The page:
Major nuclear power company Westinghouse, a U.S. subsidiary of Japan’s Toshiba, filed for Chapter 11 bankruptcy on Wednesday in a massive blow to the industry.

The filing marked “a defining moment in the decades-long downward spiral of the global nuclear power industry,” wrote Greenpeace Japan in a statement.

“Toshiba/Westinghouse is responsible for building more nuclear reactors worldwide than any other entity,” the group observed. “With the financial meltdown of Westinghouse, Toshiba also recently announced its plans to withdraw from foreign construction projects—a move that has far-reaching implications outside Japan and the U.S., such as the construction of three reactors in the U.K. at Moorside.”

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“We have all but completely pulled out of the nuclear business overseas,” Toshiba president Satoshi Tsunakawa said at a news conference, according to the New York Times.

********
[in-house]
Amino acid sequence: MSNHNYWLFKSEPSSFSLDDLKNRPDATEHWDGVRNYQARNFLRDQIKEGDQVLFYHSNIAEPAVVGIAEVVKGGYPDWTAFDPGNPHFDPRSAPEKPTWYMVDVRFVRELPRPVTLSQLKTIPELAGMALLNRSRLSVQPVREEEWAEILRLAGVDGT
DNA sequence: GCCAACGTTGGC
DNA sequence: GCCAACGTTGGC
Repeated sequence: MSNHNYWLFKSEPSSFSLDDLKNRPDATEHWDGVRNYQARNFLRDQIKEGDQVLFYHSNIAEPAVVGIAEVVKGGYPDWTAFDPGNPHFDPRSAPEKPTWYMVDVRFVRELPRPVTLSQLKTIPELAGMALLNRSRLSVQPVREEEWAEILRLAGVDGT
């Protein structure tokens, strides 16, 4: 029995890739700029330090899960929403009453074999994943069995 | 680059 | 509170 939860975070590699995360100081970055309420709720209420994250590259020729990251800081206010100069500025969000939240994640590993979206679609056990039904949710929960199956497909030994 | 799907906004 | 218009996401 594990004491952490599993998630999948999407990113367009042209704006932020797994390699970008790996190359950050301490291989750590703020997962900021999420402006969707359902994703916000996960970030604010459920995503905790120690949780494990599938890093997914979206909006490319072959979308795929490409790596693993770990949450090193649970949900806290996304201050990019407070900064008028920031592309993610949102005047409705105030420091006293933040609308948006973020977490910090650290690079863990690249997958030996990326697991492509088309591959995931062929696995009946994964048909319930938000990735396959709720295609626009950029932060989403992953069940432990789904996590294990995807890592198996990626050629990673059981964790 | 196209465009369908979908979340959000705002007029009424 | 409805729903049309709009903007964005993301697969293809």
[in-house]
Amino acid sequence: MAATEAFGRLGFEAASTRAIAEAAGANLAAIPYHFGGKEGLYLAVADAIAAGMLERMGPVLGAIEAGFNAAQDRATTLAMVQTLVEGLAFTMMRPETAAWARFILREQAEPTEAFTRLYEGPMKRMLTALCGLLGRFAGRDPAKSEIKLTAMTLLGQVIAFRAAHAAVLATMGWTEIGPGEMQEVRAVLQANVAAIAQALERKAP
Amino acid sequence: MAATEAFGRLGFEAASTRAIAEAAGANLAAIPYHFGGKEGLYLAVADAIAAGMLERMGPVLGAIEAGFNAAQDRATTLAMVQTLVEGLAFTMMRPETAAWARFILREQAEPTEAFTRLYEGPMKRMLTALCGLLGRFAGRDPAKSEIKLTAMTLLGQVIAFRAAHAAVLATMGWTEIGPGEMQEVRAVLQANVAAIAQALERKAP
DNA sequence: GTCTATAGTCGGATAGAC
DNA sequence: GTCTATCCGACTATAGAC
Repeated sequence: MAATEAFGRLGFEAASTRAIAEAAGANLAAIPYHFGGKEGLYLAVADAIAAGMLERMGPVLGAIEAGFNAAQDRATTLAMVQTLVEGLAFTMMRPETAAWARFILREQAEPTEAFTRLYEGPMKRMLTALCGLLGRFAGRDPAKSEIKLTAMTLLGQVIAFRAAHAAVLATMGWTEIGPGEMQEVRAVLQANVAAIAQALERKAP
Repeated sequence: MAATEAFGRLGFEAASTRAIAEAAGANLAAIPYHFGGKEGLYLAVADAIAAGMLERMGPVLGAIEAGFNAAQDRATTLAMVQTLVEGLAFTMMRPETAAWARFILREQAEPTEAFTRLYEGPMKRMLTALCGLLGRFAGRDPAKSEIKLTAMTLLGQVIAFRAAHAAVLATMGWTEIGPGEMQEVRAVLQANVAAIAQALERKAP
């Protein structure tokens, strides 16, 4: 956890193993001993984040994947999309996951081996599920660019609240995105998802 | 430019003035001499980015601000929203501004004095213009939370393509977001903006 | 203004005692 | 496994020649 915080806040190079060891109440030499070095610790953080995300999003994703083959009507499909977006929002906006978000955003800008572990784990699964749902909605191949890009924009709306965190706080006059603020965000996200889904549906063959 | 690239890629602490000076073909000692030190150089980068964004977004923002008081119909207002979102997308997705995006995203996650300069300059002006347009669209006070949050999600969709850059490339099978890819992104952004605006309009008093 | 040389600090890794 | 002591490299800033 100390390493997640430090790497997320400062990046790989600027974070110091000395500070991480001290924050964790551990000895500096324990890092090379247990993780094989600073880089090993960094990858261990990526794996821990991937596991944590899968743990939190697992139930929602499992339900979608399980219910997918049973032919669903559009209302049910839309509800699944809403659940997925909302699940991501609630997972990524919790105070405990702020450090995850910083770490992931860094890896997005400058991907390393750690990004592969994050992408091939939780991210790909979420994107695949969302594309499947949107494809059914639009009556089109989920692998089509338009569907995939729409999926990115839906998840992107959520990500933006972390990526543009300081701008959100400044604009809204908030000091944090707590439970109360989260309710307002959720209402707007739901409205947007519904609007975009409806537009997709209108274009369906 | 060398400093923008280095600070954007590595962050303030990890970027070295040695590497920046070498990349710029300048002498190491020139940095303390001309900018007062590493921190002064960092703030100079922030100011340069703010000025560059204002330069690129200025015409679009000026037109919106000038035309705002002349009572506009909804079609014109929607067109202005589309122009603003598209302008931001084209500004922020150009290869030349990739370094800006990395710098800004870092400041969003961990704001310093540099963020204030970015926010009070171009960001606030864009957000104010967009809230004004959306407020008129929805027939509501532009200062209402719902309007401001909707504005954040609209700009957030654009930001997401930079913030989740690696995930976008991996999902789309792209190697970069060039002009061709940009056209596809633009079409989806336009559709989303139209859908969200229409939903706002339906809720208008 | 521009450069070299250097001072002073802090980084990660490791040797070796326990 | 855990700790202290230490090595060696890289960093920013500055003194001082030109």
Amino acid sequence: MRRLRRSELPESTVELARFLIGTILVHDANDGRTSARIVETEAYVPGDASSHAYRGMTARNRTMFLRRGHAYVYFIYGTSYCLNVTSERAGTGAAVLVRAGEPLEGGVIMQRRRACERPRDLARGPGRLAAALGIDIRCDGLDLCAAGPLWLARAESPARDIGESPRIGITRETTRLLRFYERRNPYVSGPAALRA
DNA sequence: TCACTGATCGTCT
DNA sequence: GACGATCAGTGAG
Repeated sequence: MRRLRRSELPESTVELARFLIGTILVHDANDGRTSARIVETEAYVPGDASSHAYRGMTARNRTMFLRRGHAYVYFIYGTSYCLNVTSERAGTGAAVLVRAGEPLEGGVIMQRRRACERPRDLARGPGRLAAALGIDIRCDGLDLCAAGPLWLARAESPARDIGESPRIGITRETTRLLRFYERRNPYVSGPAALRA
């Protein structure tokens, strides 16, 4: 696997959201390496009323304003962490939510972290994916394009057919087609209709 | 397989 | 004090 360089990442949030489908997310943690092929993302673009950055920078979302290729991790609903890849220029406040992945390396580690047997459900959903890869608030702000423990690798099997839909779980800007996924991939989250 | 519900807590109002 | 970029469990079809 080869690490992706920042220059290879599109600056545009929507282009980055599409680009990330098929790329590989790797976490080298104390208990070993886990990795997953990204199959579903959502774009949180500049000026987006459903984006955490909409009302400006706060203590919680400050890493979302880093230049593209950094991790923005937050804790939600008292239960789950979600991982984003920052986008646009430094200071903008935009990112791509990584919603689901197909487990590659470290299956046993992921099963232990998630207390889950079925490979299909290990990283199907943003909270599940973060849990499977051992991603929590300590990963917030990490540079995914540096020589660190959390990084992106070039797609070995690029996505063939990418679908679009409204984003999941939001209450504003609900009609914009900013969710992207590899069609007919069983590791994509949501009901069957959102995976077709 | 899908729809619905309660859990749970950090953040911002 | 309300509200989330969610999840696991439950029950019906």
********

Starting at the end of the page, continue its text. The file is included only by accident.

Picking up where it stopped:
The Times further reports:

“Toshiba/Westinghouse find themselves a victim of their own hubris and a nuclear industry where financial prudence was never a strong point,” Greenpeace Germany added in a brief (pdf).

It’s underscoring the global meltdown of the nuclear power industry, argued Greenpeace Japan energy campaigner Ai Kashiwagi. “If we look at how nuclear stacks up against renewables, it’s clearly in freefall,” Kashiwagi said. “An estimated 147 gigawatts  of renewable power was added in 2015, compared to just 11 gigawatts for nuclear power in the same year.”

“For too long the nuclear industry has locked away huge amounts of capital at the expense of developing increasingly affordable renewable energy and updating energy grids,” Kashiwagi added. “The future of energy in Japan and globally will be renewables and it’s time governments get on board.”